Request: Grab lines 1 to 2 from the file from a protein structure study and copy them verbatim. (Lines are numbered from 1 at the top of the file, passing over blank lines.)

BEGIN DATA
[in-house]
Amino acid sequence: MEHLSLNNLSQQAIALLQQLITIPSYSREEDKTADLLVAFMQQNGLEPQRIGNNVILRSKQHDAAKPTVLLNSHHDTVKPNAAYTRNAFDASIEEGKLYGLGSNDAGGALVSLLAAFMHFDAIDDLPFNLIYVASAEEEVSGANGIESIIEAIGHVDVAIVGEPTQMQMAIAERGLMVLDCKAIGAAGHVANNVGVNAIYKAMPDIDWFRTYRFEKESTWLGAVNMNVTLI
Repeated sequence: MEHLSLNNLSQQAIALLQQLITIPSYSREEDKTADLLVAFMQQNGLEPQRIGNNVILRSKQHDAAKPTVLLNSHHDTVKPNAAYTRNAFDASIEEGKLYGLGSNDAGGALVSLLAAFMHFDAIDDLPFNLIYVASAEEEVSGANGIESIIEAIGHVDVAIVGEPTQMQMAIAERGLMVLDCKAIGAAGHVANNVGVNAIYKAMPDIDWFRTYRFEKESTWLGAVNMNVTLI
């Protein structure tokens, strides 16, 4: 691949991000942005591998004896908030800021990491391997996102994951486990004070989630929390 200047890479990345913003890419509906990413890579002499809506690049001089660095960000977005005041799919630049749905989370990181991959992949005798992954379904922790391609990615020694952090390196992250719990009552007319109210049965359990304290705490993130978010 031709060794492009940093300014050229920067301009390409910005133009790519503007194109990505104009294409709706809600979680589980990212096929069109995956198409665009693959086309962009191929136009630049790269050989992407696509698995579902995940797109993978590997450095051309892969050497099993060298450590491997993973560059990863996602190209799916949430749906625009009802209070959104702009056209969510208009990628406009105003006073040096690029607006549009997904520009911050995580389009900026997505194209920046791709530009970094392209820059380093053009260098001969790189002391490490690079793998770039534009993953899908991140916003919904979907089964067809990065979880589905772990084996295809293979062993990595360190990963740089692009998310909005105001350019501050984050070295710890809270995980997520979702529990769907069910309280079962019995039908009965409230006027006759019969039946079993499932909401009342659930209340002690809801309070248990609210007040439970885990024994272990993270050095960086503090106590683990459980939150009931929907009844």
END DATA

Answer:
[in-house]
Amino acid sequence: MEHLSLNNLSQQAIALLQQLITIPSYSREEDKTADLLVAFMQQNGLEPQRIGNNVILRSKQHDAAKPTVLLNSHHDTVKPNAAYTRNAFDASIEEGKLYGLGSNDAGGALVSLLAAFMHFDAIDDLPFNLIYVASAEEEVSGANGIESIIEAIGHVDVAIVGEPTQMQMAIAERGLMVLDCKAIGAAGHVANNVGVNAIYKAMPDIDWFRTYRFEKESTWLGAVNMNVTLI